Second Liberian man convicted in U.S. immigration fraud case

Jucontee Thomas Woewiyu was convicted Tuesday after a three-week trial in Philadelphia.(Frontpageafrica / youtu.be/cct_movK3EQ)

Jucontee Thomas Woewiyu was convicted Tuesday after a three-week trial in Philadelphia.(Frontpageafrica / youtu.be/cct_movK3EQ)

A Delaware County man accused of lying on his U.S. immigration forms about his ties to Liberian war criminals has been convicted of fraud.

Jucontee Thomas Woewiyu was convicted Tuesday after a three-week trial in Philadelphia that included testimony from foreign reporters and intelligence officials. He was convicted on 11 perjury, immigration fraud and other charges stemming from answers he gave on a 2006 application for citizenship, saying he never took part in the overthrow of a government.

Immigration and human rights investigators say he was part of Charles Taylor’s National Patriotic Front of Liberia, which sparked a multifaction tribal conflict and civil war. It’s been accused of war crimes including rape, torture, and the murder of aid workers and civilians.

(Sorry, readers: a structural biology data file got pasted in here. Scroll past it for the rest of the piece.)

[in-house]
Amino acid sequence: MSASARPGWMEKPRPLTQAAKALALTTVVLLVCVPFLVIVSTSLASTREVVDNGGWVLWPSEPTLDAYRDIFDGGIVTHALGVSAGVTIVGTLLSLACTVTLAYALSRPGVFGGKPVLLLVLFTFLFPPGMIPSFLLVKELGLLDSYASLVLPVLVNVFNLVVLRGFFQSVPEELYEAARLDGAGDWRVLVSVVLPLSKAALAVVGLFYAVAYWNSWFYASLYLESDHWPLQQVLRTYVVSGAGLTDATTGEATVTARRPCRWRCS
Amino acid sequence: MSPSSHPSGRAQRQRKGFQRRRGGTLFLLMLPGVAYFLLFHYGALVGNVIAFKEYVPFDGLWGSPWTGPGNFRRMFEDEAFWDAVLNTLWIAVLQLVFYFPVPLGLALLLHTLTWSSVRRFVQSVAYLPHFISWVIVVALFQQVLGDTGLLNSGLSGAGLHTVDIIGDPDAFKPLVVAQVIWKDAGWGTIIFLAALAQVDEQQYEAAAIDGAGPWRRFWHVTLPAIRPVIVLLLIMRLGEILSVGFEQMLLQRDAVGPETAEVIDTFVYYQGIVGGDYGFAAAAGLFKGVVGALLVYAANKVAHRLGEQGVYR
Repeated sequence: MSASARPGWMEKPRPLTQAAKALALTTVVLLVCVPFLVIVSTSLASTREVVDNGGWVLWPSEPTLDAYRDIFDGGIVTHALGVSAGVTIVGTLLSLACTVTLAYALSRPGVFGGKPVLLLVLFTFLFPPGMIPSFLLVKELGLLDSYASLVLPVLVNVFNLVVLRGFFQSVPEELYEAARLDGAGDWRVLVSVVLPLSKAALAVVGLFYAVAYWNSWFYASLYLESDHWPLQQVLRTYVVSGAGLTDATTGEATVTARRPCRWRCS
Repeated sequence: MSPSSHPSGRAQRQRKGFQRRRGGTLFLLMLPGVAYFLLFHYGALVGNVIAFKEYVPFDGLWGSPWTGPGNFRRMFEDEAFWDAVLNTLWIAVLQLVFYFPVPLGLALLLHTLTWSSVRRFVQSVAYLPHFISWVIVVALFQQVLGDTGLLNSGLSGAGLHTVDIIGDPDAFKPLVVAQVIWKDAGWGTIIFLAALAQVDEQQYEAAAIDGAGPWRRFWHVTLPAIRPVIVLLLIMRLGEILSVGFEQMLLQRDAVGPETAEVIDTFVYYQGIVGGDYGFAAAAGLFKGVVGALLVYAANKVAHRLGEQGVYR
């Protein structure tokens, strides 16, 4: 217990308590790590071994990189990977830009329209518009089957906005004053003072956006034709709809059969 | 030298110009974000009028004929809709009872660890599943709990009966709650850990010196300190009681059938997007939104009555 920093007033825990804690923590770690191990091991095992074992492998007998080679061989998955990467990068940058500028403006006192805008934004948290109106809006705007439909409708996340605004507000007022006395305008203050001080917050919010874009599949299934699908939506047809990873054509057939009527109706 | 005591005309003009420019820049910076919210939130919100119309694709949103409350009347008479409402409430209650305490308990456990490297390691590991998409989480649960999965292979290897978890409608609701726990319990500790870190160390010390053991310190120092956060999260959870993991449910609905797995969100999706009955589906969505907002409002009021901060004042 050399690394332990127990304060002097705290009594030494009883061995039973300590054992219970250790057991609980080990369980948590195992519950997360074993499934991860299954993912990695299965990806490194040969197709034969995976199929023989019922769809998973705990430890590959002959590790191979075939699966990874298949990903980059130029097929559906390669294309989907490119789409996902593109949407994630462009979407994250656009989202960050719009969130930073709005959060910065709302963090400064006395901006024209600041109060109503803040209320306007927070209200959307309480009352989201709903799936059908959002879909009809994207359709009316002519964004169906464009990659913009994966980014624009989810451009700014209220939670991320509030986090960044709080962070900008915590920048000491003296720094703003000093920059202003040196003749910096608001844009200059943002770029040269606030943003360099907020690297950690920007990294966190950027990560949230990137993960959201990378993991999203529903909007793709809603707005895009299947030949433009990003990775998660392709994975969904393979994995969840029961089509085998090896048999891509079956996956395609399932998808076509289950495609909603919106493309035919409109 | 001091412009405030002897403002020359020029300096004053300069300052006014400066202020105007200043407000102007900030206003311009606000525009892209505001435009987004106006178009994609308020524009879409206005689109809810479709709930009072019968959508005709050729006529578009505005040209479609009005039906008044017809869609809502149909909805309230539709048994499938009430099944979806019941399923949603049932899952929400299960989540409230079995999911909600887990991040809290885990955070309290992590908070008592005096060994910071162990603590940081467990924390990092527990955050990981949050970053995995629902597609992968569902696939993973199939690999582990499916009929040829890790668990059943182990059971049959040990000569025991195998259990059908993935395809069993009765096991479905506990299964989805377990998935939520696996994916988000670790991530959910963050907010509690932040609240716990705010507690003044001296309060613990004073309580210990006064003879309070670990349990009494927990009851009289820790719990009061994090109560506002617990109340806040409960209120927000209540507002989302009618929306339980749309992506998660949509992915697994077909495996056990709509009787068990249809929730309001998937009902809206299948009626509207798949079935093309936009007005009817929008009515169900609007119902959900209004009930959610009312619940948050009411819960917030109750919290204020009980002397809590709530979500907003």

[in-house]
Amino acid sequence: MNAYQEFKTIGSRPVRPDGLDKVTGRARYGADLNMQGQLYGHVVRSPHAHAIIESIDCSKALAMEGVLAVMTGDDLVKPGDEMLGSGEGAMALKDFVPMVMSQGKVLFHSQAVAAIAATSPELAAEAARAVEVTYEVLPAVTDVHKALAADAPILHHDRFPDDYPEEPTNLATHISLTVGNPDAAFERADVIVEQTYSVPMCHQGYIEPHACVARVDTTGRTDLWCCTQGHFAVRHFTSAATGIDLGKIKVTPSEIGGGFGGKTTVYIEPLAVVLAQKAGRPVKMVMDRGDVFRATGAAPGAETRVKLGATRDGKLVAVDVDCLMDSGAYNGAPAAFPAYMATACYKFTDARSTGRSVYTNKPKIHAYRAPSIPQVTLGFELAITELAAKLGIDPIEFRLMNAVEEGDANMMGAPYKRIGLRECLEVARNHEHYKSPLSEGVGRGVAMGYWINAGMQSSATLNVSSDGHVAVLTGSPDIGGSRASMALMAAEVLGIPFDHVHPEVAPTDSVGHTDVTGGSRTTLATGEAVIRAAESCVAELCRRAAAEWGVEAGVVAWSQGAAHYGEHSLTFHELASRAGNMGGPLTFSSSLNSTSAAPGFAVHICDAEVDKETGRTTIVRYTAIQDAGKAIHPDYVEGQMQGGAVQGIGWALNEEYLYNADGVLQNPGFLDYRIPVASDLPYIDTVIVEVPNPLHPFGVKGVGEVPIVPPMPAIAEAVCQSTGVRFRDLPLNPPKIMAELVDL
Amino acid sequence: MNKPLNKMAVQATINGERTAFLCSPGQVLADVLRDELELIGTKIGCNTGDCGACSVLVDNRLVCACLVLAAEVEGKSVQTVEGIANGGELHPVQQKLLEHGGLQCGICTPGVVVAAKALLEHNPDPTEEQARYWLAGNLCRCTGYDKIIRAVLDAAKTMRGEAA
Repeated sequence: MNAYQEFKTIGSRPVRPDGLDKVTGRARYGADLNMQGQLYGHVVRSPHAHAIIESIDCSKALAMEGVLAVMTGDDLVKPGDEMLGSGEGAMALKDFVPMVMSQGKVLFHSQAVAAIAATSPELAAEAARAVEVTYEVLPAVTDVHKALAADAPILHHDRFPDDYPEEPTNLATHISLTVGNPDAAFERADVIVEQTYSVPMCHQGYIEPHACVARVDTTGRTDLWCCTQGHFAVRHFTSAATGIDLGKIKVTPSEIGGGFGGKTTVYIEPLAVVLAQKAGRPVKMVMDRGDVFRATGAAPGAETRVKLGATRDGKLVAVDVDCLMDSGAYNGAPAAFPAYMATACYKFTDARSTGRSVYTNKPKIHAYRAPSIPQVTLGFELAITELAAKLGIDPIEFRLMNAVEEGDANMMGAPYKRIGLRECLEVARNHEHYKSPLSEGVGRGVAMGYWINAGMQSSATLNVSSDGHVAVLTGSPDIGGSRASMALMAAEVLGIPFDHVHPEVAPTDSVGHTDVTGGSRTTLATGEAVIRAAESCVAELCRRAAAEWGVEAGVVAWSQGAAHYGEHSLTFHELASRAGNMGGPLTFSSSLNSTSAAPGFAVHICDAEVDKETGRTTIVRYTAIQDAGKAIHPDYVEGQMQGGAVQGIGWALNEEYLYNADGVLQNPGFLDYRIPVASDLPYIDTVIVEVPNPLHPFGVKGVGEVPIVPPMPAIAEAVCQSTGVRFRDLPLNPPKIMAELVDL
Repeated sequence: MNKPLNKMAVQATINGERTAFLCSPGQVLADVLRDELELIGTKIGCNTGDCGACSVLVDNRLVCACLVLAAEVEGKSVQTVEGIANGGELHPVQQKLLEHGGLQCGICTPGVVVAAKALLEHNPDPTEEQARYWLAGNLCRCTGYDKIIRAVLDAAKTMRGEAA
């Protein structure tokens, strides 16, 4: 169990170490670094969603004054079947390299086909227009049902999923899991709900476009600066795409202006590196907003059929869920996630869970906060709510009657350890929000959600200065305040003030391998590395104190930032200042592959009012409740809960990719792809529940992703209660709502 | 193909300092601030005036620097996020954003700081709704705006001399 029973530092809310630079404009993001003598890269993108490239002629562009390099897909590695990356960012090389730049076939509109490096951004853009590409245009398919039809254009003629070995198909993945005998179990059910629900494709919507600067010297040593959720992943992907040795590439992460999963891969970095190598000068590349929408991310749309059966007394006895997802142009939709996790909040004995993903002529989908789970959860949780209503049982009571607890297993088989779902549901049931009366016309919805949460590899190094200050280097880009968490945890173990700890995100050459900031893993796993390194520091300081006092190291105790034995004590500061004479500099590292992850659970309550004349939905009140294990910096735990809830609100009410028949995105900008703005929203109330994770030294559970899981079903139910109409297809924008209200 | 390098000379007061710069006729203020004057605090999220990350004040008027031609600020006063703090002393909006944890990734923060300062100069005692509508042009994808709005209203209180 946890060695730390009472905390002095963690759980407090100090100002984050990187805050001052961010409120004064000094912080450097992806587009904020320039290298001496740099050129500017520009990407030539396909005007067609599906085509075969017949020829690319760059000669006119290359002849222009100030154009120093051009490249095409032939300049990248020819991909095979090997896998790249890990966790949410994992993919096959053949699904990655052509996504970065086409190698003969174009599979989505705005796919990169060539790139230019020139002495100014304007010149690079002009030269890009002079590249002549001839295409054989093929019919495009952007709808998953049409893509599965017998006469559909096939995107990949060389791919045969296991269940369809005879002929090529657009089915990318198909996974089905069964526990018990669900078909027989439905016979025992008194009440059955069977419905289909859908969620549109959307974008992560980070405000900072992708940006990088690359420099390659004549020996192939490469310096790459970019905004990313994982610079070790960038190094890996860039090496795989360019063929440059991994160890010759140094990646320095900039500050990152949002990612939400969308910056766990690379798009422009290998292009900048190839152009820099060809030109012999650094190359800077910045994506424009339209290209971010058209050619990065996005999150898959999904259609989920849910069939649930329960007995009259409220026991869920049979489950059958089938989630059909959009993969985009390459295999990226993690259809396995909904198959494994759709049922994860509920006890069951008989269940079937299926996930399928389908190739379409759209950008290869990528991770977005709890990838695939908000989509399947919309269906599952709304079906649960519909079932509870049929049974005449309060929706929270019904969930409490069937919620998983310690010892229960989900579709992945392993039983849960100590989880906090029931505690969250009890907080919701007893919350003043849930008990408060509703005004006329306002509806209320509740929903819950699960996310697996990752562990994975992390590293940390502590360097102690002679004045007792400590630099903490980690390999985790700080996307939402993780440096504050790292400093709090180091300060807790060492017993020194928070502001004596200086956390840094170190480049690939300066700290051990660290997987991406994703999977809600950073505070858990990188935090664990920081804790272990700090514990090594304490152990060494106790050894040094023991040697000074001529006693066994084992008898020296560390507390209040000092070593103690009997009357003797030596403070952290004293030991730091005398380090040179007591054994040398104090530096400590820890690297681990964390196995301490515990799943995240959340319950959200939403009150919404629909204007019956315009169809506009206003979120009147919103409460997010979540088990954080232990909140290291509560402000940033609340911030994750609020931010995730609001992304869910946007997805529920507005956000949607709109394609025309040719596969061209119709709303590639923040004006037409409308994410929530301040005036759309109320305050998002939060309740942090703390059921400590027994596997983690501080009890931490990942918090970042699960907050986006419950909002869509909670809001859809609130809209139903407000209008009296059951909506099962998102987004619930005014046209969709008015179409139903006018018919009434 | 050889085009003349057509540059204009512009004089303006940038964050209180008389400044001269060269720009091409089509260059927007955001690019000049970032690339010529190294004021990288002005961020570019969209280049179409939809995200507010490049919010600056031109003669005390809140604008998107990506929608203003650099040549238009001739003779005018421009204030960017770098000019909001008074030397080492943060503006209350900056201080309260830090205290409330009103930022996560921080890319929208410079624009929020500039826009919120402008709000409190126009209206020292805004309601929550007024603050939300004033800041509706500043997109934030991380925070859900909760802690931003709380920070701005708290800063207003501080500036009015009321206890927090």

Assistant U.S. Attorney Linwood Wright Jr. said Tuesday he hopes the verdict will bring a sense of justice to victims in Liberia.

“When people are abused, and people don’t feel like they have any redress, it has all sorts of effects that sort of cascade from that,” he said. “And we are happy that, hopefully, there are people in Liberia today who will say there is a chance for justice for us.”

Woewiyu said whatever he did or did not do, had nothing to do with his immigration.

Journalist Abraham Cooper, a first cousin of Woewiyu, said he knows his relative is a good man, but that the jury had the last word.

“I don’t feel good that he is convicted on these charges, but I think the law has taken (its) course,” Cooper said. “The jury of his peers has spoken, so obviously there is nothing I can do about that.”

Woewiyu is the second Liberian man convicted of lying about a role in the West African country’s civil wars.

Sentencing is scheduled for October 15.

WHYY’s Darryl C. Murphy contributed to this report.

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